helpline and then encouraged to attend for further
counselling and discussion at convenient centres.
Alternative arrangements for counselling were also
catered for, including home visits for those unable
to take time off work or with transport difficulties,
and an option of attending their own general
practitioner instead of the organised counselling
sessions. The general practitioners had been
advised separately about the nature of the incident.
No patients were discouraged from having a
test, and the genitourinary clinics were used only
for counselling and testing within one district,
where other facilities were not readily available.
That many patients chose to have a test after
counselling was in part related to their level of
anxiety on receipt of the letter. The role of the
counsellors was to offer impartial information and
not to persuade or dissuade patients from having a
The Association of British Insurers, by recommending a waiver note for patients taking the test,
may have only confused its prevailing message. In
April 1991 a "statement of practice" was produced
by the association, reiterating that a negative HIV
test in the absence of lifestyle risk factors would not
jeopardise insurance premiums on any occasion. A
waiver notice was therefore not strictly necessary,
but the machinery to produce this had in any case
been put into operation well before the events
became public.
Whereas it may be claimed that the exercise
illustrated could have been used to provide even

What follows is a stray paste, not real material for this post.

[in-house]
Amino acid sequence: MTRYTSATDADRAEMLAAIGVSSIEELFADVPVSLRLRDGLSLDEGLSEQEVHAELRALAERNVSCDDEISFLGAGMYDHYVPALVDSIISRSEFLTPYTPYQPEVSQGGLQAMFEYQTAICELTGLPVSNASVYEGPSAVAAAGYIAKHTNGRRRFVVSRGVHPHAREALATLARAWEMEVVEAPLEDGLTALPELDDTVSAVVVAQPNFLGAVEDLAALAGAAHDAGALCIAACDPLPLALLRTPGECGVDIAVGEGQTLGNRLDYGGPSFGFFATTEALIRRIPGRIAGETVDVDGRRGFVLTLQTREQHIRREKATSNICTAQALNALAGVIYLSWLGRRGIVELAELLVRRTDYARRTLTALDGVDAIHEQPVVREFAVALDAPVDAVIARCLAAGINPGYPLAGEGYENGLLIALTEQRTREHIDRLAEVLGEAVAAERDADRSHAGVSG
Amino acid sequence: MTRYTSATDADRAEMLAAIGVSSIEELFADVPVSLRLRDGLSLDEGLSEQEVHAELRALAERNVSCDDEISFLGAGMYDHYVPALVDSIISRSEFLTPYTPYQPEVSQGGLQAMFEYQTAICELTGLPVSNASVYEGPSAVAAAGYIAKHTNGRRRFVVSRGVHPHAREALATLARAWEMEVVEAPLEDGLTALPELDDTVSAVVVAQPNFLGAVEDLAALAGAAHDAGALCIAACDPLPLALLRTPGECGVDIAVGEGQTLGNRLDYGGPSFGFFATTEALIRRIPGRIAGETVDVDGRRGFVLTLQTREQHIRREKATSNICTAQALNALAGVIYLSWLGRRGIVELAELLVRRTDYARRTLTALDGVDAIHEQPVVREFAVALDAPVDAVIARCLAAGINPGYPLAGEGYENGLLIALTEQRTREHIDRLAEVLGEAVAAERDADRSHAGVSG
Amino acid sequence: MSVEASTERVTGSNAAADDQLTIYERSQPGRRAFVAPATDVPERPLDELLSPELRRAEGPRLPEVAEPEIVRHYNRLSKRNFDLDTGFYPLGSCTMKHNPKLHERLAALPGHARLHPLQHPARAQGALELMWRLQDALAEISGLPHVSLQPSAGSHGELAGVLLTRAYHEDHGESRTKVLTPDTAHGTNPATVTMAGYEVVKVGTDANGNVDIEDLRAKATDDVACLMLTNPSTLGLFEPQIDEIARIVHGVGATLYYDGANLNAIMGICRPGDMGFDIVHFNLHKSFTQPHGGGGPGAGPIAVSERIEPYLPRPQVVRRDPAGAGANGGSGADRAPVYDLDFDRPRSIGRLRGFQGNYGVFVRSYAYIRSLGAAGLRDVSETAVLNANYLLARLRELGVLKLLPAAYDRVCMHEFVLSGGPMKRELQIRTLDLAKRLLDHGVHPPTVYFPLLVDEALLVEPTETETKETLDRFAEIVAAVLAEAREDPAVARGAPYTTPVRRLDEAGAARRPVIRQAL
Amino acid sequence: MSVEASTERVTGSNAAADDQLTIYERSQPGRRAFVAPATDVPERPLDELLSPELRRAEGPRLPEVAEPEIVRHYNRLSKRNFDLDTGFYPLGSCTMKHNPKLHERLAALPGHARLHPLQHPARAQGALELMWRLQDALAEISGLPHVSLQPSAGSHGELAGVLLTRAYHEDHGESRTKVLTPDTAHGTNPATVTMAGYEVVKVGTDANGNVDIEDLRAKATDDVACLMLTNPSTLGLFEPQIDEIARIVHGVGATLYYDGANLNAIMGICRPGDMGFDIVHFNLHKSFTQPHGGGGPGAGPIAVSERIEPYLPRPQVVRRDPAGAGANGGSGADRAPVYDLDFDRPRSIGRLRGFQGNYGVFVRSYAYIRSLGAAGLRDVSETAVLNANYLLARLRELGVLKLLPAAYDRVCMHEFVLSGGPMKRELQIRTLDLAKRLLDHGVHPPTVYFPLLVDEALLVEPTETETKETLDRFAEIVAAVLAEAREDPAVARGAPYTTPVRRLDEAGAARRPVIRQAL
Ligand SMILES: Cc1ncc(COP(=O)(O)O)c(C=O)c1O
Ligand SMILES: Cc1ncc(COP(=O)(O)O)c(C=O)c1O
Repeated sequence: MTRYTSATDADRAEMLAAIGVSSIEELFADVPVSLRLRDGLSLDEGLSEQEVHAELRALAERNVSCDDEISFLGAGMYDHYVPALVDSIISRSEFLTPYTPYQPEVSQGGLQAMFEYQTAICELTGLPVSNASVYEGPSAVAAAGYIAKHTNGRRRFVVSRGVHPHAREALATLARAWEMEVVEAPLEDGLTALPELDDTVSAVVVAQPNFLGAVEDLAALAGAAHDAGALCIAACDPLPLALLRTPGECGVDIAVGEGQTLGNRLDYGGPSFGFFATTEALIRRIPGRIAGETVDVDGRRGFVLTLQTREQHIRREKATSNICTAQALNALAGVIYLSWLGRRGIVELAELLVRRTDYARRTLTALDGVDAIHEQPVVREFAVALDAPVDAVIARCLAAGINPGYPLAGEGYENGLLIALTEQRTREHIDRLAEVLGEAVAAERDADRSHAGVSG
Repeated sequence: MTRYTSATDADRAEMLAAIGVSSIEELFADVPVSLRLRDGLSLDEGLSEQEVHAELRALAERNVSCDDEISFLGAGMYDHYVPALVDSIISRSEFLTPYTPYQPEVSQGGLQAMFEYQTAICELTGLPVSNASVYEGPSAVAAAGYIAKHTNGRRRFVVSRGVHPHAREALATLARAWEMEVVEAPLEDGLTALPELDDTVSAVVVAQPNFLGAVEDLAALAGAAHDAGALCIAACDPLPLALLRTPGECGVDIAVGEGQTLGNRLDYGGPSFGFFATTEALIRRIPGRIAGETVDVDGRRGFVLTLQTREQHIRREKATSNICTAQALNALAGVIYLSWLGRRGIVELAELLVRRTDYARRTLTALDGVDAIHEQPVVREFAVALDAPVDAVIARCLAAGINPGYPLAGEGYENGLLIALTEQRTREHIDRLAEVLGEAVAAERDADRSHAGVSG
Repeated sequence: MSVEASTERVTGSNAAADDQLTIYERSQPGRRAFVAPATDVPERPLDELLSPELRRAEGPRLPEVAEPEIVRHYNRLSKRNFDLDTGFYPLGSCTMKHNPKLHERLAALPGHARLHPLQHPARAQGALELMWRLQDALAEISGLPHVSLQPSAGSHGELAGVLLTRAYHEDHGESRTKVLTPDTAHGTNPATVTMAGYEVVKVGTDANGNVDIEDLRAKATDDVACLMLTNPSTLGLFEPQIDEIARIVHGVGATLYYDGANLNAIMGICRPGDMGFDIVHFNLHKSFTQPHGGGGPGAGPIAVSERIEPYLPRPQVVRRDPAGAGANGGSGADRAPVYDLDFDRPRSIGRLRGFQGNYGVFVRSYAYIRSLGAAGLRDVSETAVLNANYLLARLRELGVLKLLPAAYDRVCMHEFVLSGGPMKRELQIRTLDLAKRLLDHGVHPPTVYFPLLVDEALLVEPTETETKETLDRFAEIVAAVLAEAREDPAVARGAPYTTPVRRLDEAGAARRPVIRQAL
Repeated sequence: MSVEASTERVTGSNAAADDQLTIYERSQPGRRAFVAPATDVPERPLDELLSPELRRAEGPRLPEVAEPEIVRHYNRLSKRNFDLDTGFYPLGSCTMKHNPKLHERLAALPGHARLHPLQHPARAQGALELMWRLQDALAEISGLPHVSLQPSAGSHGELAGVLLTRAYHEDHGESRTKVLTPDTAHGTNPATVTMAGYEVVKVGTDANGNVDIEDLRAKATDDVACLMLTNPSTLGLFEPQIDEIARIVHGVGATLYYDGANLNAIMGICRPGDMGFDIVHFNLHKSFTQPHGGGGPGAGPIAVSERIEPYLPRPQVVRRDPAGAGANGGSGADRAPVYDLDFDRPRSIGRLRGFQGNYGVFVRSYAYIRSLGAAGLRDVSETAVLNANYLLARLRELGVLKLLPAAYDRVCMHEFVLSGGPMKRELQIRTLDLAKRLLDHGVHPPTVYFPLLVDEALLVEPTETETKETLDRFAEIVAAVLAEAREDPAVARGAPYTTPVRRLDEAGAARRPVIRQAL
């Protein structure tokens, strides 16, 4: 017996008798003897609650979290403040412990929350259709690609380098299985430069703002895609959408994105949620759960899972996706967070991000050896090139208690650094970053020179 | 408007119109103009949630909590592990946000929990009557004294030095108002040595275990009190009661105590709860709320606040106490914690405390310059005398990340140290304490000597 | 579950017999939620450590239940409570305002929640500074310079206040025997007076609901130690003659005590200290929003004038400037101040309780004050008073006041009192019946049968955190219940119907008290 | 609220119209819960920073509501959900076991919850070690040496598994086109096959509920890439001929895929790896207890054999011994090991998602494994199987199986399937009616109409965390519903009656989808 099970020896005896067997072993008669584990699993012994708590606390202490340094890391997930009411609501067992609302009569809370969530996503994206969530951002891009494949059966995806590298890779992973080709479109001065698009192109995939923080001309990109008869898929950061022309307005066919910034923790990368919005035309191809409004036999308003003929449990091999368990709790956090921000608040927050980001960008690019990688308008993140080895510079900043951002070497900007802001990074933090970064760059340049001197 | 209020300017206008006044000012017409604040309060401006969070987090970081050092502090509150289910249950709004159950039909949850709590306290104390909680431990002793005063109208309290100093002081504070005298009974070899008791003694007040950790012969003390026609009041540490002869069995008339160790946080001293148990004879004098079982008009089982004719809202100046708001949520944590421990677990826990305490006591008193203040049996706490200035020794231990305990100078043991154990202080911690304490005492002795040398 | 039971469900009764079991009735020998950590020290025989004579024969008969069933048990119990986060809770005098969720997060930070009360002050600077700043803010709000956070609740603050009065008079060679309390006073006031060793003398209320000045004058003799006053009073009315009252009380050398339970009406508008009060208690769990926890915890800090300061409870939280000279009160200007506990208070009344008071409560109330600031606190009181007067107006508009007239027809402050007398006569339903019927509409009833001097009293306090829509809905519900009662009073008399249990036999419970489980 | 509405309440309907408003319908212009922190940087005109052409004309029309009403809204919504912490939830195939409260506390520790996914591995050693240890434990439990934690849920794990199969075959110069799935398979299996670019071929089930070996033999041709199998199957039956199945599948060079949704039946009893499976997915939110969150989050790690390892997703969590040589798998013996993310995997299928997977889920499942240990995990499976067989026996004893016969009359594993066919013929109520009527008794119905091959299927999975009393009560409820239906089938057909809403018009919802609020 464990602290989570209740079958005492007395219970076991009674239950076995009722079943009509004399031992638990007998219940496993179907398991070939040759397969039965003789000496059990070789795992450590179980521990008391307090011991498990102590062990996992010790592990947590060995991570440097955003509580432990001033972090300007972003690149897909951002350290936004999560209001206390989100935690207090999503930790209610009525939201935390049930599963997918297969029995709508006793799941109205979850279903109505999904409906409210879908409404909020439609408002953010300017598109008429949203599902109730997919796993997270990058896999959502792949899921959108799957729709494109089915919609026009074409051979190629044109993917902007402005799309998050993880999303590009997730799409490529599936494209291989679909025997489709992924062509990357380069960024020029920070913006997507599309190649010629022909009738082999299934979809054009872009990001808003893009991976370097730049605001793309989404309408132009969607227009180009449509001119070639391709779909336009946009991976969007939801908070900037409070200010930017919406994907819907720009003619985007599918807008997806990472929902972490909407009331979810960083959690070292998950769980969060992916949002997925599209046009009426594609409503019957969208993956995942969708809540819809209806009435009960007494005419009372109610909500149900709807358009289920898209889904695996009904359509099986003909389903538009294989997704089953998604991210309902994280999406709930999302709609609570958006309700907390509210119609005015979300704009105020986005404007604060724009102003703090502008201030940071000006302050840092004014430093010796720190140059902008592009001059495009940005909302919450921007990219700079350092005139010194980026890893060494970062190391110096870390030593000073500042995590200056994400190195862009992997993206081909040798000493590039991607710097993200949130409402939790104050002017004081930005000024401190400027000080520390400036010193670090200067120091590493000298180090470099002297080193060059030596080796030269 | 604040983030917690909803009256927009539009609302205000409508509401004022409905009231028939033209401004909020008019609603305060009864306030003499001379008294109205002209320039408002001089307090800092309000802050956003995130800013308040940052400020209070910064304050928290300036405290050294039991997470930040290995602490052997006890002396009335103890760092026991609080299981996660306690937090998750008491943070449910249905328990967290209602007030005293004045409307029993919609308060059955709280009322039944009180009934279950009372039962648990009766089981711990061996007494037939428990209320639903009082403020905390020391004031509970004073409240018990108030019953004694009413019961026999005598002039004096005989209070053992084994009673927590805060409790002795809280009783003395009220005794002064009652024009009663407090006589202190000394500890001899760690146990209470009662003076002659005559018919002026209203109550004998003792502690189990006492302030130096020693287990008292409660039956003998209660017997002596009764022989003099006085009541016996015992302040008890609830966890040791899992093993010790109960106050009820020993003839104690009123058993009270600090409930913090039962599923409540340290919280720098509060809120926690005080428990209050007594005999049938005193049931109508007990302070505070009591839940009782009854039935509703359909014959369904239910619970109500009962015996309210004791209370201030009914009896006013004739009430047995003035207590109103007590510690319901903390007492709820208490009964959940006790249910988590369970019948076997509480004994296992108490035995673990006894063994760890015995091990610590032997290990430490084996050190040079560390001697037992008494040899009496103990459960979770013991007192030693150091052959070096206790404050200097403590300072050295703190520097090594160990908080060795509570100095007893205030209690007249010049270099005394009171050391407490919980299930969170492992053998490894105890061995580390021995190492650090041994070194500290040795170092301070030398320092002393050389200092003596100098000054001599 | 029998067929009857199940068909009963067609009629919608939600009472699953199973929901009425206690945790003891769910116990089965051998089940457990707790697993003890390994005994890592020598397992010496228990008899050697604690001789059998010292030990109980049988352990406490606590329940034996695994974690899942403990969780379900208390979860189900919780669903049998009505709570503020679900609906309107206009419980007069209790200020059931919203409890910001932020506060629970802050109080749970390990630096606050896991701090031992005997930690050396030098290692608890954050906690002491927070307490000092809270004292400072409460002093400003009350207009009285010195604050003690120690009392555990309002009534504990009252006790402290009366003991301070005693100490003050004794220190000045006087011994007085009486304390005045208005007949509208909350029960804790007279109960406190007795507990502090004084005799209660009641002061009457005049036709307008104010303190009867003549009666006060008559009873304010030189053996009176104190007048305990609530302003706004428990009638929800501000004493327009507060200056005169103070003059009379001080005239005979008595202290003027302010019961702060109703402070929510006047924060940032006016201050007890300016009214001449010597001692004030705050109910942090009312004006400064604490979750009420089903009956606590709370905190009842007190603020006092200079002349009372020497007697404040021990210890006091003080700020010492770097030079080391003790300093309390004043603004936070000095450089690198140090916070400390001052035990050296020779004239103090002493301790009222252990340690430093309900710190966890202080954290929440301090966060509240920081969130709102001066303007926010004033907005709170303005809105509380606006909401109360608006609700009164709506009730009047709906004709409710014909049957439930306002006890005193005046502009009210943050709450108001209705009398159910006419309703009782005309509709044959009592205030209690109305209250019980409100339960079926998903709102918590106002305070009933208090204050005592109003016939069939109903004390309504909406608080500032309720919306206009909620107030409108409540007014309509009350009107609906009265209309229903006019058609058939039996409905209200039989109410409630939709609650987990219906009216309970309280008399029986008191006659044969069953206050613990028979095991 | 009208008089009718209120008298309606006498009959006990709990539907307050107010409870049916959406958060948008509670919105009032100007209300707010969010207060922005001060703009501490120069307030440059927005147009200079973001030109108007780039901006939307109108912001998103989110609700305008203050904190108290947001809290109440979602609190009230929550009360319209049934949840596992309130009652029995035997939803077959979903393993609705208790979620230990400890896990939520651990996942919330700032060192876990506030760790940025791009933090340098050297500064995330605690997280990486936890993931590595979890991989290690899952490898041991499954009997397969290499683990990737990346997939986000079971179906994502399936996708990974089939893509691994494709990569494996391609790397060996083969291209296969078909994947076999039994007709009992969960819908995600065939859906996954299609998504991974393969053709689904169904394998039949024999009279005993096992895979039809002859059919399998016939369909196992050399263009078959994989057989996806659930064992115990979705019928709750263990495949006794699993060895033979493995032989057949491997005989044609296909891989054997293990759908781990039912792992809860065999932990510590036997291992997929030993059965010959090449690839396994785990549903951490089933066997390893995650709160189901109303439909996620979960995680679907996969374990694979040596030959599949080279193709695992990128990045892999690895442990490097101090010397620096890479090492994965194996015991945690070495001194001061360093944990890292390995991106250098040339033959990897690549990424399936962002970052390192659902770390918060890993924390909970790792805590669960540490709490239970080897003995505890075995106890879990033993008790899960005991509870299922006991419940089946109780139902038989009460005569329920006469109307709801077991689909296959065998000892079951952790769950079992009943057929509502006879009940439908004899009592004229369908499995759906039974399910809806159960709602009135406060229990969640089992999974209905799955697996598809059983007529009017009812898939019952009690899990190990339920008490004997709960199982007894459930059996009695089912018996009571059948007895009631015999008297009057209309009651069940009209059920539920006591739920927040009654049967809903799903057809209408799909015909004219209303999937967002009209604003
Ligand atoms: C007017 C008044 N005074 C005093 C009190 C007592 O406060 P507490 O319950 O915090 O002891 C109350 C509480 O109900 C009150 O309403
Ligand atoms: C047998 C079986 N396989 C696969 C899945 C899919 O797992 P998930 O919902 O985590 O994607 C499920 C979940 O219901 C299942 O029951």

greater epidemiological information, there is no
evidence from the evaluation of work carried out
locally in the health authorities of any "collective
denial" hindering epidemiological assessment.
Indeed, our objectives included acknowledgment
of the potential risk (however small), sympathetic
and confidential management of the individuals
concerned, and delivery of unbiased and correct
information to the public.
The success of the exercise cannot be judged by
the level of HIV testing achieved, but rather by the
dissipation of anxiety and uncertainty of all those

West Suffolk Health Authority,

Bury St Edmunds,
Suffolk IP33 I YJ
1 Bird AG, Gore SM, Leigh-Brown AJ, Carter DC. Escape from
collective denial: HIV transniission during surgery. BMJ
1991;303:351-2. (10 August.)

Guidelines for doctors with HIV

SIR, -In DrMichaelMorris'seditorialonAmerican
legislation on AIDS' the tired old guidelines from
the General Medical Council are repeated yet
again: "It is unethical for physicians who know or
believe themselves to be infected with HIV to
put patients at risk by failing to seek appropriate
counselling or act upon it when given."
This will not do. AIDS may eventually kill the
unfortunate surgeon who is HIV positive, but if
he abandons his livelihood poverty, loneliness,
depression, and debt will kill him sooner. His
family surely have enough to cope with without
losing their house and facing a mountain of debt.
If those eminent people who formulate such
guidelines truly believe them then we must pay
those whose counselling leads them to give up their
profession the full rate for the job they are leaving.
When the Ministry of Agriculture, Fisheries, and
Food destroys livestock to control an outbreak of
foot and mouth disease it pays the full market rate
for the animals it destroys, otherwise the farmers
would not always cooperate. If we really want to